Too Much Entertainment

Once upon a time, I was in ninth grade and there were two things I liked more than almost anything (besides reading): music and video games (namely Pokémon and Unreal Tournament). So when I came home from a rough day of being a freshman in high school, I would blow off steam by sitting in front of the family computer (that is, if the seat wasn’t already occupied by my brother) and destroying pixelated soldiers in Unreal Tournament.

One day I had the brilliant idea to enhance my killing sprees by listening to music while playing the game. So I was merrily running along in a fictional militaristic world, flak cannon in virtual hand, blasting enemies into freshets of imaginary blood while listening to Bon Jovi. Pure nerdy bliss. My blood pressure was low, my ears were filled with the sounds of the game and the music, and then my mom looked over at me and said, “Maggie, that’s too much.” (Or something like that. At the time, I was angry at having my joy interrupted and didn’t bother to remember her exact words.)

That was back in 2002, before everyone on God’s green earth had a cell phone, before social media really took off, before mp3 players and iPads and Kindles, and before video games looked so realistic that you couldn’t tell the difference between animation and a live-action movie. I feel sorry for teenagers today, who have three or four times as many modes of entertainment and thus three or four times as many distractions. It’s not just too much. It’s way too much.

I help with my church’s youth group, and this past Sunday’s session was about how we are consumed by technology, social media, materialism, and other modern-day distractions. The teenagers were given a slip of paper on which they were asked to estimate the number of hours per day they spent on social media, browsing the Internet, texting, and so forth. The findings weren’t shocking to me or any of the adults present, especially because a few of the teenagers were tied to their phones during the night. Even so, we hoped the exercise made them realize that there was a lot of unnecessary “noise” in their lives and that the noise can prevent them from being able to sit in silence, to meditate, and to pray.

We taught the teenagers that there is a simple solution to escaping from all the “noise,” and that is spending time before Jesus in the Blessed Sacrament, AKA Eucharistic Adoration. Just a few minutes of silence and/or prayer per day can put things back in perspective and stop the noise long enough to help one remember that the world and all its distractions will pass away, and all the “entertainment” we have can never fill the gap in our souls that yearns for God.

Cell Phone Rant

To quote the Katy Perry song: “I just wanna throw my phone away / Find out who is really there for me.”

If I were to rewrite the song, it’d go something like this: “I just wanna throw my phone away / Instead of getting a new battery.”

These days, my phone can barely hold a charge, so it has to be tethered to its charger at all times with the WiFi and the data turned off. Why not get a new battery? Because honestly, I can’t be bothered. I want to exchange my phone for an old-fashioned flip phone, or at least one that has the little slide-out keyboard so I can text faster than one character a minute.

A few months ago, I made the horrible mistake of syncing my work email to my cell phone, so whenever I have a spare second or if I’m not thinking of anything in particular, I check my work email when I’m not at work. This can lead to much vexation, groaning, and workaholism, as I find myself thinking of work when I really ought to unplug. Easy solution: The problem could be solved simply by deleting my company’s email app from my phone. Counter-argument: What about emergencies? (At least that’s the excuse I make.)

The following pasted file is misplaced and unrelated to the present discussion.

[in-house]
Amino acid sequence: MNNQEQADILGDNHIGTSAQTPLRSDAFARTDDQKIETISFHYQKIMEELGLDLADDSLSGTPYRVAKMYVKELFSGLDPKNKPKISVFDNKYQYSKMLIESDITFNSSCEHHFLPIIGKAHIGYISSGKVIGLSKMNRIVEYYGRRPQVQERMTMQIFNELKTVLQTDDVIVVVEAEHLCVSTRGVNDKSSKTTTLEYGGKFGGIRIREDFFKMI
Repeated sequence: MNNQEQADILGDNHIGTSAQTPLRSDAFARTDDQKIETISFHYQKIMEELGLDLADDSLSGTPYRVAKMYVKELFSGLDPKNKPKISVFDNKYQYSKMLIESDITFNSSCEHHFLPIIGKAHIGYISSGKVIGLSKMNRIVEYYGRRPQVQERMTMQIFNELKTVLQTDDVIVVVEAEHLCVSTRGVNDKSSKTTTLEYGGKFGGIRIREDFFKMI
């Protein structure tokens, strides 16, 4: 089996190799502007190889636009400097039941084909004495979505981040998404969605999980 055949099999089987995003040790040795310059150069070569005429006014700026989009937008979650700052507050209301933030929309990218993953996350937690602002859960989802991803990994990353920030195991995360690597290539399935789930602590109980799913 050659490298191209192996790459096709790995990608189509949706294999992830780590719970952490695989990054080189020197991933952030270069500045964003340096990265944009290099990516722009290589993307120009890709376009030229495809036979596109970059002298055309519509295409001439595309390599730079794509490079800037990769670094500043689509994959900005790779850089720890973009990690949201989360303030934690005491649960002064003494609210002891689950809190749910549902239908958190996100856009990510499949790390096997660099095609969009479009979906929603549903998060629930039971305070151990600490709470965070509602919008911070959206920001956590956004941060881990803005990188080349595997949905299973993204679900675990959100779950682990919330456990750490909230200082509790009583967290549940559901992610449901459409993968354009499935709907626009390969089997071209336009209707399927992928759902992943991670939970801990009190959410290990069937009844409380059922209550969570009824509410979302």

I try to keep the number of apps on my phone to an absolute minimum, so the battery doesn’t drain any faster and so I don’t become one of those zombies who texts behind the wheel and walks around in public with her eyes glued to her phone. (Or one of those awkward millennials who’s sitting in a room full of live human beings but staring at the glowing screen in her lap.) It’s irritating when you’ve just cleared your notifications, then five seconds later, you get another one and the light on your phone begins an incessant, annoying blinking. That’s the point at which I put my phone face down on my desk and ignore it. Ain’t nobody got time for all those notifications.

What’s your worst pet peeve about your cell phone?

Pokemon Go

I honestly didn’t think Pokémon Go would be as big as it is. I didn’t realize it would be mentioned on major news outlets, so all I can say is kudos to Nintendo/Niantic/Game Freak (or whichever entity/entities developed the game) for quite possibly creating a Pokémon renaissance twenty years after the original games came out in Japan.

I have not played Pokémon Go, and I have no intention of doing so, mainly because the idea of wandering around with my head glued to my phone is repugnant. I do think that the game could be great for kids because it will encourage them to get out of the house, get some exercise, and possibly meet new friends while trying to become “the very best, like no one ever was.” (However, parental supervision is obviously a necessity.)

In a way, the new “augmented reality” genre of the game reminds me of the movie Who Framed Roger Rabbit?, where animated characters are superimposed into real-world landscapes. Only now with Pokémon Go, you can harness the power of these cartoonish images and have a truly interactive experience with other players, thus erasing the stereotype that video game players can be found only in dark, grungy basements. It’ll be interesting to see what other augmented reality games or programs are developed in the future.

Have you played Pokémon Go? What do you think?